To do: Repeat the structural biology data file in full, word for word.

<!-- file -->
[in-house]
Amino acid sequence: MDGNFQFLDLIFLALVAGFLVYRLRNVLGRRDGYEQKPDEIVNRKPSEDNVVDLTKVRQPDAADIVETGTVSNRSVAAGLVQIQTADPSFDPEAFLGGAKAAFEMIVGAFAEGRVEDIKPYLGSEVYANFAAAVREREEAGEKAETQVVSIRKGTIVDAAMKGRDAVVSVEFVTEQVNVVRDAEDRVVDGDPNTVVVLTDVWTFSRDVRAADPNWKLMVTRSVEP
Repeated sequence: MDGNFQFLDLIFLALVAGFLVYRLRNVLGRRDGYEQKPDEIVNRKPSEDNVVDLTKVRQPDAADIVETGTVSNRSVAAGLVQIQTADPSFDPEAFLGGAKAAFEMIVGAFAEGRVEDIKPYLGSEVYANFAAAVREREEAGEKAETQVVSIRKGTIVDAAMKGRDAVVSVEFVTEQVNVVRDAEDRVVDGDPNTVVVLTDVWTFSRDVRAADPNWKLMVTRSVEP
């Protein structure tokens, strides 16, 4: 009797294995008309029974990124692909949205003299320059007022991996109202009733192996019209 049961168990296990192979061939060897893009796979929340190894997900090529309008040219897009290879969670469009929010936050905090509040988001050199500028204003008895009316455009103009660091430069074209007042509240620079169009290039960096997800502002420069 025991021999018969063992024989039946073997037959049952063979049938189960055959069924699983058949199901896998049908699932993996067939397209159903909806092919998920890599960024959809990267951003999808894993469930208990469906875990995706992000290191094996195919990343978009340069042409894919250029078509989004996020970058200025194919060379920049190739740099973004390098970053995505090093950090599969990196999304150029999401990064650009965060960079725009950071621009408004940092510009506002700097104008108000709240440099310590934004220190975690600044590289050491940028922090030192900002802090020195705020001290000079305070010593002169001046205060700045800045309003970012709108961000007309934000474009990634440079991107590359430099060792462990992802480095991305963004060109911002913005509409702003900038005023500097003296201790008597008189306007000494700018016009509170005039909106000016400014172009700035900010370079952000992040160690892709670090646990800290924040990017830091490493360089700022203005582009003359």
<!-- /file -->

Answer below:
[in-house]
Amino acid sequence: MDGNFQFLDLIFLALVAGFLVYRLRNVLGRRDGYEQKPDEIVNRKPSEDNVVDLTKVRQPDAADIVETGTVSNRSVAAGLVQIQTADPSFDPEAFLGGAKAAFEMIVGAFAEGRVEDIKPYLGSEVYANFAAAVREREEAGEKAETQVVSIRKGTIVDAAMKGRDAVVSVEFVTEQVNVVRDAEDRVVDGDPNTVVVLTDVWTFSRDVRAADPNWKLMVTRSVEP
Repeated sequence: MDGNFQFLDLIFLALVAGFLVYRLRNVLGRRDGYEQKPDEIVNRKPSEDNVVDLTKVRQPDAADIVETGTVSNRSVAAGLVQIQTADPSFDPEAFLGGAKAAFEMIVGAFAEGRVEDIKPYLGSEVYANFAAAVREREEAGEKAETQVVSIRKGTIVDAAMKGRDAVVSVEFVTEQVNVVRDAEDRVVDGDPNTVVVLTDVWTFSRDVRAADPNWKLMVTRSVEP
């Protein structure tokens, strides 16, 4: 009797294995008309029974990124692909949205003299320059007022991996109202009733192996019209 049961168990296990192979061939060897893009796979929340190894997900090529309008040219897009290879969670469009929010936050905090509040988001050199500028204003008895009316455009103009660091430069074209007042509240620079169009290039960096997800502002420069 025991021999018969063992024989039946073997037959049952063979049938189960055959069924699983058949199901896998049908699932993996067939397209159903909806092919998920890599960024959809990267951003999808894993469930208990469906875990995706992000290191094996195919990343978009340069042409894919250029078509989004996020970058200025194919060379920049190739740099973004390098970053995505090093950090599969990196999304150029999401990064650009965060960079725009950071621009408004940092510009506002700097104008108000709240440099310590934004220190975690600044590289050491940028922090030192900002802090020195705020001290000079305070010593002169001046205060700045800045309003970012709108961000007309934000474009990634440079991107590359430099060792462990992802480095991305963004060109911002913005509409702003900038005023500097003296201790008597008189306007000494700018016009509170005039909106000016400014172009700035900010370079952000992040160690892709670090646990800290924040990017830091490493360089700022203005582009003359």